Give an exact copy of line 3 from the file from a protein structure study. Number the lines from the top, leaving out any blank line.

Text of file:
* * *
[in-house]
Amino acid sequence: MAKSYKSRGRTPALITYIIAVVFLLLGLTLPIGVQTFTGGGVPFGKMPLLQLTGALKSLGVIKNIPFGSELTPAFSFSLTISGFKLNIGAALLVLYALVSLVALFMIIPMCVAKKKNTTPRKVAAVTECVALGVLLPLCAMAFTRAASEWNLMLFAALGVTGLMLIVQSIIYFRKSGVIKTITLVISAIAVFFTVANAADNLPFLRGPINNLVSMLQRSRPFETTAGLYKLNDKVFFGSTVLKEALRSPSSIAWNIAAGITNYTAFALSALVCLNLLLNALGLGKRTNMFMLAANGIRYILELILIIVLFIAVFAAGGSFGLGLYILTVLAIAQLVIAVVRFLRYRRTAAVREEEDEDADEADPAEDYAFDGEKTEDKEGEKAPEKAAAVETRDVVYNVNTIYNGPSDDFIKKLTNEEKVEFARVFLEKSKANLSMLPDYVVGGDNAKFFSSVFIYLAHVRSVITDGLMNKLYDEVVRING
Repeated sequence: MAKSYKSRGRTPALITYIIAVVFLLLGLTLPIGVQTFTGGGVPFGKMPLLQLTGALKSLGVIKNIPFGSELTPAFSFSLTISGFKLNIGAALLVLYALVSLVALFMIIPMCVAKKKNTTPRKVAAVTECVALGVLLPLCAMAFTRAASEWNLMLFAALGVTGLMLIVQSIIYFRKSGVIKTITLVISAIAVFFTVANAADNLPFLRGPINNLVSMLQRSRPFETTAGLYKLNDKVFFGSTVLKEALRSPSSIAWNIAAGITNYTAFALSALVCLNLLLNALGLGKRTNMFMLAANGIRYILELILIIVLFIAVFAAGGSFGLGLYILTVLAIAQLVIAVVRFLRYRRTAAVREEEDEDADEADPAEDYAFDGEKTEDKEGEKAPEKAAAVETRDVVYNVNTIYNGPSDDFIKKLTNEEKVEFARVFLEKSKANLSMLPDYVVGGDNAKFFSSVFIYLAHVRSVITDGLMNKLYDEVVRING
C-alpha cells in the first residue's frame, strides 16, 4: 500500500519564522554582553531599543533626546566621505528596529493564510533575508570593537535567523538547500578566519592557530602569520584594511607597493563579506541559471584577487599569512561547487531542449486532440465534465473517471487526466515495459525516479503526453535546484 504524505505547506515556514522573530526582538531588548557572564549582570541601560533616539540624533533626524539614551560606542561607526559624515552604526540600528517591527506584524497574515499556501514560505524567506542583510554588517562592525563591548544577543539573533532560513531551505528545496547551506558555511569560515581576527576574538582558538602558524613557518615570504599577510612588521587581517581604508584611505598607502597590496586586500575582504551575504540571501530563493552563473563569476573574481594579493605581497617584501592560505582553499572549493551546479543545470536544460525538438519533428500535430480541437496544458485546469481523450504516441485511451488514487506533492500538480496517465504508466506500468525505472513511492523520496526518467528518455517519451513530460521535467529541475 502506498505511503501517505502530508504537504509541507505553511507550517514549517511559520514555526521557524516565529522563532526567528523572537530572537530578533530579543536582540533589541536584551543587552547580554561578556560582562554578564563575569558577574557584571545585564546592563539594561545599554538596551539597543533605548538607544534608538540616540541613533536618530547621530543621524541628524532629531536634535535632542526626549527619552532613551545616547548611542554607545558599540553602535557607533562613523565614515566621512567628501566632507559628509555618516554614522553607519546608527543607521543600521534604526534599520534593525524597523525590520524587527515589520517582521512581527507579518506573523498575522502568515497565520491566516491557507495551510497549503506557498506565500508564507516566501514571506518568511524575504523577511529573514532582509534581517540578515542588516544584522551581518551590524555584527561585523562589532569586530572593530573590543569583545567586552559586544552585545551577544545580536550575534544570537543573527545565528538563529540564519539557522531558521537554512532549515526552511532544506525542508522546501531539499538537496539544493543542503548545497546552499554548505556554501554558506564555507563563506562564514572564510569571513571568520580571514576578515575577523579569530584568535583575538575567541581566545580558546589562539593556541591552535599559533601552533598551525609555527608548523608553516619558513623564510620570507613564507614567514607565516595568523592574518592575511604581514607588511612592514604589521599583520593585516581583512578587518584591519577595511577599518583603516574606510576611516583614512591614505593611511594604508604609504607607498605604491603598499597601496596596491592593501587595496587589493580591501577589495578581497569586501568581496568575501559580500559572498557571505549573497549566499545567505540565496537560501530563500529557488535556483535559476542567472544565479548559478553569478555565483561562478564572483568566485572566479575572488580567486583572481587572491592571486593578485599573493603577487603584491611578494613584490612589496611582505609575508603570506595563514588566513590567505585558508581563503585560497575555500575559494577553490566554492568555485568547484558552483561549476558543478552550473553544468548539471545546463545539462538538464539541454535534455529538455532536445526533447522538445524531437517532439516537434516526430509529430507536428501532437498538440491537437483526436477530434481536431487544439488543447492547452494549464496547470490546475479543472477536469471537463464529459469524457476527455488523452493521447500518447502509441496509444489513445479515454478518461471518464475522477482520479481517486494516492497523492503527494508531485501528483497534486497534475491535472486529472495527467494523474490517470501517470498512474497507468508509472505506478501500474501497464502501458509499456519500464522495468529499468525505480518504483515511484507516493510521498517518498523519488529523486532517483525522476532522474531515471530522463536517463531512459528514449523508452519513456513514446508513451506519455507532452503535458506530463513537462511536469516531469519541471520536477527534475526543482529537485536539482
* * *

Repeated sequence: MAKSYKSRGRTPALITYIIAVVFLLLGLTLPIGVQTFTGGGVPFGKMPLLQLTGALKSLGVIKNIPFGSELTPAFSFSLTISGFKLNIGAALLVLYALVSLVALFMIIPMCVAKKKNTTPRKVAAVTECVALGVLLPLCAMAFTRAASEWNLMLFAALGVTGLMLIVQSIIYFRKSGVIKTITLVISAIAVFFTVANAADNLPFLRGPINNLVSMLQRSRPFETTAGLYKLNDKVFFGSTVLKEALRSPSSIAWNIAAGITNYTAFALSALVCLNLLLNALGLGKRTNMFMLAANGIRYILELILIIVLFIAVFAAGGSFGLGLYILTVLAIAQLVIAVVRFLRYRRTAAVREEEDEDADEADPAEDYAFDGEKTEDKEGEKAPEKAAAVETRDVVYNVNTIYNGPSDDFIKKLTNEEKVEFARVFLEKSKANLSMLPDYVVGGDNAKFFSSVFIYLAHVRSVITDGLMNKLYDEVVRING